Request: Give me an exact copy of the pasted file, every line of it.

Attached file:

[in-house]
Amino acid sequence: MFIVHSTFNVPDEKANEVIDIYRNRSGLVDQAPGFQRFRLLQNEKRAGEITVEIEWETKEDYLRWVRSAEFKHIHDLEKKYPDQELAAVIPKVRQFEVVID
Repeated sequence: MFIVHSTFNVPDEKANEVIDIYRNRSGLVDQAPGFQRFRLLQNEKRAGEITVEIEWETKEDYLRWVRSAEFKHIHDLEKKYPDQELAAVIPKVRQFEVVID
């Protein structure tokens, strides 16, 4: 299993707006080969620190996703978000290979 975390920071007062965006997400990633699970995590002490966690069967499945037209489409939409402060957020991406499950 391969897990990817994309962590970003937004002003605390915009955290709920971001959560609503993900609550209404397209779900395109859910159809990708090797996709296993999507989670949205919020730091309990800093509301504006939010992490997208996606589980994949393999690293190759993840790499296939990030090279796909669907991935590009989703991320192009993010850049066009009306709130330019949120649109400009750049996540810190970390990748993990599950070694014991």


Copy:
[in-house]
Amino acid sequence: MFIVHSTFNVPDEKANEVIDIYRNRSGLVDQAPGFQRFRLLQNEKRAGEITVEIEWETKEDYLRWVRSAEFKHIHDLEKKYPDQELAAVIPKVRQFEVVID
Repeated sequence: MFIVHSTFNVPDEKANEVIDIYRNRSGLVDQAPGFQRFRLLQNEKRAGEITVEIEWETKEDYLRWVRSAEFKHIHDLEKKYPDQELAAVIPKVRQFEVVID
């Protein structure tokens, strides 16, 4: 299993707006080969620190996703978000290979 975390920071007062965006997400990633699970995590002490966690069967499945037209489409939409402060957020991406499950 391969897990990817994309962590970003937004002003605390915009955290709920971001959560609503993900609550209404397209779900395109859910159809990708090797996709296993999507989670949205919020730091309990800093509301504006939010992490997208996606589980994949393999690293190759993840790499296939990030090279796909669907991935590009989703991320192009993010850049066009009306709130330019949120649109400009750049996540810190970390990748993990599950070694014991």